Tracking Tortoises — Alex Simand

Tracking Tortoises

by Alex Simand


Last night I dreamed of tracking
Giant Tortoises across Europe
though I’m sure they’ve long gone:
opening and shutting their sad, reptile
eyes behind glass walls
and in petting zoos.

But in my dream I roamed the continent—
where Hemmingway fought a war,
where Agatha Christie rode a train—
with a pair on binoculars,
a box of waterproof matches,
and an Edith Piaf song on vinyl,
calling out for the Giant Tortoises,
making the sound of deluge
with my throat, lumbering slowly,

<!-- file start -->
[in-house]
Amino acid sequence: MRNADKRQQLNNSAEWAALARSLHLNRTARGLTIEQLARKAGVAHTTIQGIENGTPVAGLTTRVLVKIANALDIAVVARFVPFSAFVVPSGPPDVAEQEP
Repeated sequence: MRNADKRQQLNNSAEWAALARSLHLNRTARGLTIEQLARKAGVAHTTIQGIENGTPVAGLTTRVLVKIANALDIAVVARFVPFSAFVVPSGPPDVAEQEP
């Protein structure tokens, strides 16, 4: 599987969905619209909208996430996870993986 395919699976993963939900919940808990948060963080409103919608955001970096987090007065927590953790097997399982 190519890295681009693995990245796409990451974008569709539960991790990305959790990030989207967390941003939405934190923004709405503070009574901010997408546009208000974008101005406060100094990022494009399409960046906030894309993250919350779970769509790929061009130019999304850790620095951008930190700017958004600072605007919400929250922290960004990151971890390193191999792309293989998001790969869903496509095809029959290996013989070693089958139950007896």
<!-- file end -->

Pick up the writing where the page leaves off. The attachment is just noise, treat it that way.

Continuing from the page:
watching for the telltale hunch
that looms up from the Seine,
smiling a crater-toothed smile,
or fetid, cracking and round
like the medieval walls of Lubeck
where one eats marzipan potatoes
or takes photos in a murky moat.

They must have lived there, once:
Giant Tortoises like mailmen
ambling across deserts and rivers,
poking their heads in, gnawing succulents
and sipping rats milk—
but they’ve gone now and all I have
is this feeling that I’ve lost a lifetime
tapping my compass, folding
my Tilly hat over and over,
and squinting into the sun,
imagining a tortoise, somewhere on Earth
is blinking with me.

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